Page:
Why 68% Stop Being Your Customer

By Beacon Staff

Happens almost every day.

I run across small (and not so small) businesses who are wasting one of their most valuable assets: Their current customers.

If you have 1000 customers and you average $1000 per sale per year for each of those customers, your business is raking in $1,000,000 per year.

Regular studies have shown that across a random selection of retail and service sectors, businesses lose 19% of their customers (on average) each year for an assortment of reasons.

That’s 190 customers per year for the company mentioned above.

If you’re thinking “That doesn’t apply to MY business”, please play along OK?

Here’s why customers leave a business and the percentage of time each reason is given:

  • 1% die
  • 3% move away
  • 5% leave because of a recommendation from a friend or relative
  • 9% leave because they perceive that another company has better products, service or prices
  • 14% leave because they are dissatisfied with your product or service

Ok, so far we’ve identified the littlereasons given for the loss of 32% of the customers you lost in the last year.

The other 68% of the customers gave another reason for going somewhere else – and it’s probably not the one you suspect.

68% percent start doing business with another company leave because of a feeling of indifference on the part of the vendor (or their staff), leaving them feeling taken for granted.

What if the research that provided these numbers is only half right?

That is, maybe only 34% stop being your customers due to perceived indifference on the part of your business/employees, rather than 68%.

Think about your own situation as a customer and why you change from one vendor to another.

Think about the reasons *you* might give for the last few businesses you vowed to stop working with.

Can you argue with the numbers? Sure, they might be a few percentage points off here and there, but I suspect they’re pretty accurate overall.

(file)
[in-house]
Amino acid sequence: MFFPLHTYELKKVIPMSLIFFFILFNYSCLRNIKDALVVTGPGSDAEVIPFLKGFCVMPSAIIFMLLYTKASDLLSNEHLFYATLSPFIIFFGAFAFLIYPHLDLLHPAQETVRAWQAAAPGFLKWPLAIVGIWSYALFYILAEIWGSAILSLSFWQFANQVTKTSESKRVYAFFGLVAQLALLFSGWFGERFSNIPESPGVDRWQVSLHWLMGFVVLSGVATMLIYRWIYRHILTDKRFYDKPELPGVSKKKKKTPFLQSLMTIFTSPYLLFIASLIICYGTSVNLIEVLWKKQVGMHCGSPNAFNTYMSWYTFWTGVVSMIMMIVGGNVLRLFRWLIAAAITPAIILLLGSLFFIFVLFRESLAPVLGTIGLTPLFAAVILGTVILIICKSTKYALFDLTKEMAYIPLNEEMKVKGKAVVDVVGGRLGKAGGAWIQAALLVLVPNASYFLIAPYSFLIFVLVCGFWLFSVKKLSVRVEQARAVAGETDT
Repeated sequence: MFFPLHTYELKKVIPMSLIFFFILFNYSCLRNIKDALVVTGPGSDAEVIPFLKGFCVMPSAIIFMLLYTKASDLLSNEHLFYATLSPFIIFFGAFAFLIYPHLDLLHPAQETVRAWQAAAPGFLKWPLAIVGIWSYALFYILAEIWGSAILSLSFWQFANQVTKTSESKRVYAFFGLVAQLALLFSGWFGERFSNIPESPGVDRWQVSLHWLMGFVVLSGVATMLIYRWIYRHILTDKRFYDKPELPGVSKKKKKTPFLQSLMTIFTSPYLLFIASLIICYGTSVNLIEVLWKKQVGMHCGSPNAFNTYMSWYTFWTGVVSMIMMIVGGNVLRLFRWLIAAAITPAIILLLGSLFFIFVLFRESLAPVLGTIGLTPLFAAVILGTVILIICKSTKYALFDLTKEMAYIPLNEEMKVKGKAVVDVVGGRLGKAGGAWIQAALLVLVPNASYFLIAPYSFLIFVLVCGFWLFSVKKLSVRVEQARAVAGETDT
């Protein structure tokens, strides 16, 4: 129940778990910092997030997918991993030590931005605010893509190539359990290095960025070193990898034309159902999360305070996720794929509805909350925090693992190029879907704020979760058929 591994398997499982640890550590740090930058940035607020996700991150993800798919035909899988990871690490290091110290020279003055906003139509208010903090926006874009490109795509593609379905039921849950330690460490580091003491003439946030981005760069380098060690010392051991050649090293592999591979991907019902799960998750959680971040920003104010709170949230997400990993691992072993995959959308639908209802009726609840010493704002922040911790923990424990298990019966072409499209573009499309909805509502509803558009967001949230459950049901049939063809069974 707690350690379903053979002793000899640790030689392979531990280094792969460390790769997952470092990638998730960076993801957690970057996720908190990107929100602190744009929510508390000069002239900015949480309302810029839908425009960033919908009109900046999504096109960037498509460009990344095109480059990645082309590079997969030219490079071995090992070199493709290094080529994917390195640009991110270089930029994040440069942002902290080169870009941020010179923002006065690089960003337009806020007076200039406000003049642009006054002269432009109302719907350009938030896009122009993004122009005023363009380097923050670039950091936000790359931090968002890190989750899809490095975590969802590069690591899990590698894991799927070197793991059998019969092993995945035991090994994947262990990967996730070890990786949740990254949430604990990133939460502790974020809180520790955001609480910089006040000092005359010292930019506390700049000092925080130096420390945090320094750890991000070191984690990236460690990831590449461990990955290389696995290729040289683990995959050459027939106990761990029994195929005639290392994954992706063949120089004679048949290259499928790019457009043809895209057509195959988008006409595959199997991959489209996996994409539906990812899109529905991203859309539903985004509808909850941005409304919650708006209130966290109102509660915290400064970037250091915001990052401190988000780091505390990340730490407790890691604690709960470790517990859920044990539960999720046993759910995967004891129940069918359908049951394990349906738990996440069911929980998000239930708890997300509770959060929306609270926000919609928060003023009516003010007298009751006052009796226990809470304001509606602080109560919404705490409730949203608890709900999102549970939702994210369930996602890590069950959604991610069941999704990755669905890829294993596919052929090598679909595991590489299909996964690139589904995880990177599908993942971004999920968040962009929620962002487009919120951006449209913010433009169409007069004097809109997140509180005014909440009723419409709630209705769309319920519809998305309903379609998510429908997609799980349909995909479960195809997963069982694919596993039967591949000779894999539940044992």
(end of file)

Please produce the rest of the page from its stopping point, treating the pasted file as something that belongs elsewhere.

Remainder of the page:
Even if your reasons are different HALF of the time, that still makes 34% of the changes due to indifference. Doesn’t that seem like an awful lot?

If that 19% of customers lost per year number is accurate, that also means that a pretty strong 19% gain in new customers is just treading water.

Let’s assume you’re better than average. Are you five percent better? That means you only lose 14% per year instead of 19%.

Even at an above average 14% loss per year, you’re down by 140 customers. That leaves you with 860 customers plus whatever new ones you get by spending marketing money (noting that marketing money spent right will help with retention)

The bad news is that at $1000 per year, per customer – your business income has fallen from $1 million to $860K.

That feels like a lot too, even if it is $50000 more revenue than the average competitor who is losing 19% of their customers per year.

The good news

So if that was the bad news, I wonder what even a little bit of effort on this will gain you.

Our evil plan? To go from losing 14% of our customers per year to “only” losing 12%.

Two percent. Woooooo, right? How much could that possibly improve things?

Two percent of 1000 is 20 customers. 20 customers times $1000 per year per customer is $20000 in increased revenue from your retained customers.

If you run a $1,000,000 per year business, that’s a week’s worth of sales.

Profit is what really matters

Two percent of average revenue doesn’t seem like much, but let’s do the math anyway.

A two percent gain in retained customers in a business with 66% profit / 34% cost means a $13,200 profit increase of $660,000 to $673,200.

Even if the numbers are reversed (34% profit, 66% cost), that’s a $6,600 profit increase. We’ll be conservative and go with those.

Over five years, you’d see a $33K increase in profit by cutting just two percent of your customer attrition each year and without any growth, except to maintain that “typical 1000 customers”.

That’s how two percent equals 6.6%. Surely you can find a way to keep just two percent more each year.

Want to learn more about Mark or ask him to write about a business, operations or marketing problem? See Mark’s site or contact him via email at mriffey at flatheadbeacon.com.